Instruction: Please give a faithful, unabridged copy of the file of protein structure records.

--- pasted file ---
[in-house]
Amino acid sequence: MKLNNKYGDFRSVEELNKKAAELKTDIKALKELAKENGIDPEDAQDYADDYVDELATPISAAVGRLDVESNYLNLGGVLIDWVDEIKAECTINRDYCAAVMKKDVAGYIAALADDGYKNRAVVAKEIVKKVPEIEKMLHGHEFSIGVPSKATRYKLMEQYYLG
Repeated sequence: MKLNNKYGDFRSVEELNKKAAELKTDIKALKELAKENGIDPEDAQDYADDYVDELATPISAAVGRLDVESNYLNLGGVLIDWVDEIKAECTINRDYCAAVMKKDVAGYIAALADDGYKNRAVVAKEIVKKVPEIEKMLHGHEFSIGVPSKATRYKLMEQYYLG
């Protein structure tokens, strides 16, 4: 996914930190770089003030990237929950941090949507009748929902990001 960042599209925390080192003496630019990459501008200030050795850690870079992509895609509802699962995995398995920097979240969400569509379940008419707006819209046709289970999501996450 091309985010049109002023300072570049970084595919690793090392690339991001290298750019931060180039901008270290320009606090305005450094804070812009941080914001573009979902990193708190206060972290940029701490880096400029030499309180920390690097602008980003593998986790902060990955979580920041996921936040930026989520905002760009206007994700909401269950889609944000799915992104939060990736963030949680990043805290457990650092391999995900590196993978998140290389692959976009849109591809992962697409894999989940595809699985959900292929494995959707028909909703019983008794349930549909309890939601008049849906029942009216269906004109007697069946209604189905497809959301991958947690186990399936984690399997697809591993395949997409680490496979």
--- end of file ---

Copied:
[in-house]
Amino acid sequence: MKLNNKYGDFRSVEELNKKAAELKTDIKALKELAKENGIDPEDAQDYADDYVDELATPISAAVGRLDVESNYLNLGGVLIDWVDEIKAECTINRDYCAAVMKKDVAGYIAALADDGYKNRAVVAKEIVKKVPEIEKMLHGHEFSIGVPSKATRYKLMEQYYLG
Repeated sequence: MKLNNKYGDFRSVEELNKKAAELKTDIKALKELAKENGIDPEDAQDYADDYVDELATPISAAVGRLDVESNYLNLGGVLIDWVDEIKAECTINRDYCAAVMKKDVAGYIAALADDGYKNRAVVAKEIVKKVPEIEKMLHGHEFSIGVPSKATRYKLMEQYYLG
């Protein structure tokens, strides 16, 4: 996914930190770089003030990237929950941090949507009748929902990001 960042599209925390080192003496630019990459501008200030050795850690870079992509895609509802699962995995398995920097979240969400569509379940008419707006819209046709289970999501996450 091309985010049109002023300072570049970084595919690793090392690339991001290298750019931060180039901008270290320009606090305005450094804070812009941080914001573009979902990193708190206060972290940029701490880096400029030499309180920390690097602008980003593998986790902060990955979580920041996921936040930026989520905002760009206007994700909401269950889609944000799915992104939060990736963030949680990043805290457990650092391999995900590196993978998140290389692959976009849109591809992962697409894999989940595809699985959900292929494995959707028909909703019983008794349930549909309890939601008049849906029942009216269906004109007697069946209604189905497809959301991958947690186990399936984690399997697809591993395949997409680490496979």